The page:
Stranger Things is an increasingly rare pop culture phenomenon where seemingly everybody is on board with loving the kids of Hawkins and their inability to avoid Lovecraftian alternate-dimension nightmare monsters. That extends, apparently, to Eleven’s love of Eggos (arguably the best storebought breakfast food). Because with no new episodes until at least 2019, Eggo is struggling to keep consumers’ attention.
To be fair, the frozen waffle brand has the same problem a lot of packaged foods are struggling with: Shifting consumer tastes moving away from prepackaged food, new competitors that are more nimble, and companies like Amazon getting into the grocery game and pushing down margins. But Stranger Things created an Eggo bump, since Eleven loves those golden discs, making Eggo temporarily immune to those woes. At least until the streaming stopped:
For the four weeks ending May 19, Kellogg’s (K) frozen waffles, pancakes, and French toast sales grew just 1.3% from a year earlier, according to Nielsen. That’s a steep drop from the 9.4% average growth for Eggos during the first four months of 2018, and 14% jump during the fourth quarter of 2017… Eggo sales had been declining prior to “Stranger Things”‘ 2016 debut, but surged after as the show first aired.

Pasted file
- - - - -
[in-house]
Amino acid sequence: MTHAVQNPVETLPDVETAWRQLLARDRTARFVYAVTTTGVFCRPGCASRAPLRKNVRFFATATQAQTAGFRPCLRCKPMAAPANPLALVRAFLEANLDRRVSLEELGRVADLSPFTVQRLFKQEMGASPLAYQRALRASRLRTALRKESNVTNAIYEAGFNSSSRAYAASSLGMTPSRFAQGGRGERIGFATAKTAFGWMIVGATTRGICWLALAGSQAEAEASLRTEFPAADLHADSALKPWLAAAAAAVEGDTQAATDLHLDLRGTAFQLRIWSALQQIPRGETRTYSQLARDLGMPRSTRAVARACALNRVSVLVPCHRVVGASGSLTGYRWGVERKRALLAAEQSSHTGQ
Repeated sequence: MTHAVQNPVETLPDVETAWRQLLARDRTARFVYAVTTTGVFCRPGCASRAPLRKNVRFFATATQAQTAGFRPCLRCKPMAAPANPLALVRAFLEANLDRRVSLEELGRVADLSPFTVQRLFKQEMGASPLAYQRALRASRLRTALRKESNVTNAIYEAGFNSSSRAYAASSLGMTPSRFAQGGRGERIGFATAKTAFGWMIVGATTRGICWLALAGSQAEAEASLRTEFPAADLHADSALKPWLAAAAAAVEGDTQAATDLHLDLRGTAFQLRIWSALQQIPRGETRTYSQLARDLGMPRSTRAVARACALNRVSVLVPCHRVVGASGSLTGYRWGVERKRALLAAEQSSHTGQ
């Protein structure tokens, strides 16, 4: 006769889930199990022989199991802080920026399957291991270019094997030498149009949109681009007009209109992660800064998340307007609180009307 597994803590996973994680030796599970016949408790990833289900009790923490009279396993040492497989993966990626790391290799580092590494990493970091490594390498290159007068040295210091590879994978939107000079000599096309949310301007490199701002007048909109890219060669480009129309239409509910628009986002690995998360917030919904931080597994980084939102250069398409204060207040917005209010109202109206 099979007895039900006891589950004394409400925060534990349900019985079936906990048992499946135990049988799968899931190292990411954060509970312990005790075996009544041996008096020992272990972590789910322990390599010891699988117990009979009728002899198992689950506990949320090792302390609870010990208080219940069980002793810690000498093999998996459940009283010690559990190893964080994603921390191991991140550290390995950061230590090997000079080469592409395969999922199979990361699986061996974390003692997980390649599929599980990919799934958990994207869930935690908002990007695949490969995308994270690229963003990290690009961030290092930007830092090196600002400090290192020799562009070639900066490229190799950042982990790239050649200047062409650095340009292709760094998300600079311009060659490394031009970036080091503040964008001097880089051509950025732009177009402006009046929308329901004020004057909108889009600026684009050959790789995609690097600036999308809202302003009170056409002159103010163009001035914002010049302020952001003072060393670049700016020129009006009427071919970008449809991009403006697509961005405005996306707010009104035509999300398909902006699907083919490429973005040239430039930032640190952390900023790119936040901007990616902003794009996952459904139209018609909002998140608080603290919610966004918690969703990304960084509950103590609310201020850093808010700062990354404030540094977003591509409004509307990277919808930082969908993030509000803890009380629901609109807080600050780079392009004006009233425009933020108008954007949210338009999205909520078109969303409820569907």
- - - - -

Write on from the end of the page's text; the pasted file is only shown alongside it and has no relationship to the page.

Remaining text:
Stranger Things gave Eggo a lot of promotion beyond product placement, to the point of using a classic ad to anchor their Super Bowl spot, so this isn’t entirely just thanks to binge-watching. And it’s worth noting the show surprised everybody with its merch sales, which might make Netflix $1 billion a year in the long run. Eggo was in the right place at the right time, to say the least.
Still, it underscores the problems brands like Eggo face. Stranger Things did for Eggo what most brands, food or not, are struggling to achieve these days: Making customers even remember that they exist. As audiences fragment, consumer budgets tighten, and production costs drop, niche products that cater to specific needs are becoming more visible and available, and older brands just fade into the background. The food industry is changing, fast, and not even the coolest product placement is ultimately going to save companies that can’t keep up.